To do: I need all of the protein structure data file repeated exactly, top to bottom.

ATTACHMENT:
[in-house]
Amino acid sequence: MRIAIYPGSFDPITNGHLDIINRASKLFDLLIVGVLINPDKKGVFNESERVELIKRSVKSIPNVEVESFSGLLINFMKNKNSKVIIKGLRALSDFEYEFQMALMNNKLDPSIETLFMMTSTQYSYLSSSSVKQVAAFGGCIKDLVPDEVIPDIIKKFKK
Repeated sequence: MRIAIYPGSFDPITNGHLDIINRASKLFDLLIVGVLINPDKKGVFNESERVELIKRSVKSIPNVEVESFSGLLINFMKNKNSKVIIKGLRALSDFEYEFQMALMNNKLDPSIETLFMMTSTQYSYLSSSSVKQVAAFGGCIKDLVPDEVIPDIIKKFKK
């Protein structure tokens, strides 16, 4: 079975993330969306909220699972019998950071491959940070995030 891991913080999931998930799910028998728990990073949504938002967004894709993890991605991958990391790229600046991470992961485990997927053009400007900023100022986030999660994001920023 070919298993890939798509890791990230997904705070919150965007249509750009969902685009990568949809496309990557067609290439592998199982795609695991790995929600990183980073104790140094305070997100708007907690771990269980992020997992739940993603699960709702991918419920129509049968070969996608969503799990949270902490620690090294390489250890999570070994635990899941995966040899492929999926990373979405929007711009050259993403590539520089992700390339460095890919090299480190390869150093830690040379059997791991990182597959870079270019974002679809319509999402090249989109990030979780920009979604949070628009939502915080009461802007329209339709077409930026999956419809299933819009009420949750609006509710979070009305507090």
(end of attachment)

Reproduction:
[in-house]
Amino acid sequence: MRIAIYPGSFDPITNGHLDIINRASKLFDLLIVGVLINPDKKGVFNESERVELIKRSVKSIPNVEVESFSGLLINFMKNKNSKVIIKGLRALSDFEYEFQMALMNNKLDPSIETLFMMTSTQYSYLSSSSVKQVAAFGGCIKDLVPDEVIPDIIKKFKK
Repeated sequence: MRIAIYPGSFDPITNGHLDIINRASKLFDLLIVGVLINPDKKGVFNESERVELIKRSVKSIPNVEVESFSGLLINFMKNKNSKVIIKGLRALSDFEYEFQMALMNNKLDPSIETLFMMTSTQYSYLSSSSVKQVAAFGGCIKDLVPDEVIPDIIKKFKK
């Protein structure tokens, strides 16, 4: 079975993330969306909220699972019998950071491959940070995030 891991913080999931998930799910028998728990990073949504938002967004894709993890991605991958990391790229600046991470992961485990997927053009400007900023100022986030999660994001920023 070919298993890939798509890791990230997904705070919150965007249509750009969902685009990568949809496309990557067609290439592998199982795609695991790995929600990183980073104790140094305070997100708007907690771990269980992020997992739940993603699960709702991918419920129509049968070969996608969503799990949270902490620690090294390489250890999570070994635990899941995966040899492929999926990373979405929007711009050259993403590539520089992700390339460095890919090299480190390869150093830690040379059997791991990182597959870079270019974002679809319509999402090249989109990030979780920009979604949070628009939502915080009461802007329209339709077409930026999956419809299933819009009420949750609006509710979070009305507090």